As a cash flow coach, one of the first things to be cognisant of, when you start working with clients, is the difference between a presenting problem and the real problem or the underlying issue.
A presenting problem is typically the one which the client first explains. When you ask a question like: “Why are you here to see me today”; they may respond with: “I can’t seem to save money”. Often, this is not the underlying issue. It may be what your client thinks is the problem or possibly a way for them to deflect away from what really needs addressing.
Discovering the underlying issue is pivotal in a successful coach/client working relationship. It assists the coach in setting direction and navigating the best course of action. And the client can personally benefit and overcome the struggles they have in identifying, understanding and overcoming their presenting problems.
In the early stages of the cash flow coaching journey, the primary challenge is to uncover the correct problems to solve. As an example, you may spend time helping a client establish accounts and automatic deposits to agreed levels of expenditure and savings, only to find that they just don’t adhere to them. It may be because of personal reasons, or that ingrained habits are difficult to change. Whatever the reason this is an example of addressing a presenting problem and not the underlying issue.
For cash flow coaches to have conversations about the real problem, they need to get beyond the initial façade.
To achieve this, the cash flow coach must ask questions that clearly define and expressly state the problem or goal. Questions along the line of
“What’s the biggest issue you need to solve in terms of your day to day cash flow management?”
“How would better cash flow make a long-term difference in your life?”
“How does cash flow management relate to your overall objectives?”
“What matters to you in life?”
Occasionally, cash flow coaching can be straight forward. As mentioned earlier, setting up the right systems and structures may be all a client needs to get them stated. However, if you’re dealing with ingrained habits, cash flow coaching can be quite the journey. For example, some clients will tell themselves if they can just get past Christmas the pressure will be off, and they can ‘get serious’ about their cash flow. Others may think that the pay rise, they are surely due soon, will be the solution to their financial shortcomings. Again, these are more presenting problems than underlying issues.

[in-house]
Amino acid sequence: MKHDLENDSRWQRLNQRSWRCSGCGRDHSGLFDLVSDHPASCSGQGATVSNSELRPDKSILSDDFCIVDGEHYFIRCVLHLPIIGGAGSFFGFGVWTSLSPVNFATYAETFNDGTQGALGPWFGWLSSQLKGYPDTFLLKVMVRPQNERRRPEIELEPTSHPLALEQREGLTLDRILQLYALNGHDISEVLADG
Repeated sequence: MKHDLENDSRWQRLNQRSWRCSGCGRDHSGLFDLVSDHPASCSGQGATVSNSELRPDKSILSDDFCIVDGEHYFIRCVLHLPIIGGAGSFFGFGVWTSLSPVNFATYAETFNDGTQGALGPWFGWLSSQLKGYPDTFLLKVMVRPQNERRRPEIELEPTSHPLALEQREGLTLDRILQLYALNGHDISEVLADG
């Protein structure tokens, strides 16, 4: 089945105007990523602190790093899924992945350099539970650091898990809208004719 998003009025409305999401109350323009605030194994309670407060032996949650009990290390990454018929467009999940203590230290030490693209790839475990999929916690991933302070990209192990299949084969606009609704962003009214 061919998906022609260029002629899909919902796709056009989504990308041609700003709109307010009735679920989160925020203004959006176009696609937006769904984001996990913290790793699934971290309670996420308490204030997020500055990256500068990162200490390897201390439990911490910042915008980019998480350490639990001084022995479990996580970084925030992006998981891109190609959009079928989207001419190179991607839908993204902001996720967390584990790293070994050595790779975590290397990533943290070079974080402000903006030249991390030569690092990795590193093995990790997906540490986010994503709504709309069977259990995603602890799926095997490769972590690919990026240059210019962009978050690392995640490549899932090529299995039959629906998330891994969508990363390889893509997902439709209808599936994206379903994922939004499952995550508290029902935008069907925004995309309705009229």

A good way to discover how ingrained a client’s habits are is to ask questions that delve into their history.
“When you’ve had to make changes in the past, what difficulties did you encounter?”
“When has your personal cash flow been in good shape?”
“Have you dealt with this challenge before?” “Does it reoccur regularly?”
Without exception, cash flow clients want to improve their and their family’s lives. However, many of them think that a change in their environment or the people around them will be the solution. Presenting problems versus underlying issues!
The role of the cash flow coach is to help people realise that the real solution lies within. Instead of changing the situation, especially when the level of an individual’s control is minimal, realign the response to that situation. Decide whether the environment needs to be changed or just how to approach it and deal with it.
It is easy for coaches and clients to focus on the symptoms instead of the cure. For example, a client who wants to save money for a deposit on a home may have a problem in saying “No” to friends and family, putting pressure and demands on their finances. Or their identity may be linked to keeping up with the next-door neighbours – the Jones.
When you start working with your cash flow clients on their underlying issues, you can start to assist them in their transformation. You will start to focus on permanent solutions rather than short-term remedies. You will start conversations with phrases like:
“How would it feel to know your cash flow is positive and working strongly towards your future financial freedom and independence?”
“Do you have confidence in your ability to make the changes necessary to achieve this?”
Once the journey has started, and the focus is on solving the underlying issues you can start to work with your client on the motivations and behavioural drivers that will move them to a new state.
“Now that you have determined what you need to change let’s look at the how. What has caused you to function the way you have and what do you need to do to move to the new state?”
“What will you gain from the move to the new state? What will you lose?”
Presenting problems provide a starting point for the coaching relationship. However, it is important to recognise that in most cases, they are not the underlying issue. Cash flow coaches know the importance of asking the right questions to identify things correctly.
elevateB provides the training program as well as support and ongoing development for certified cash flow coaches. Individuals who choose to work with a certified cash flow coach are better placed to achieve financial independence and security. If you would like to make a difference and help everyday Australians be more financially prudent and savvy, consider becoming a cash flow coach today. Click here.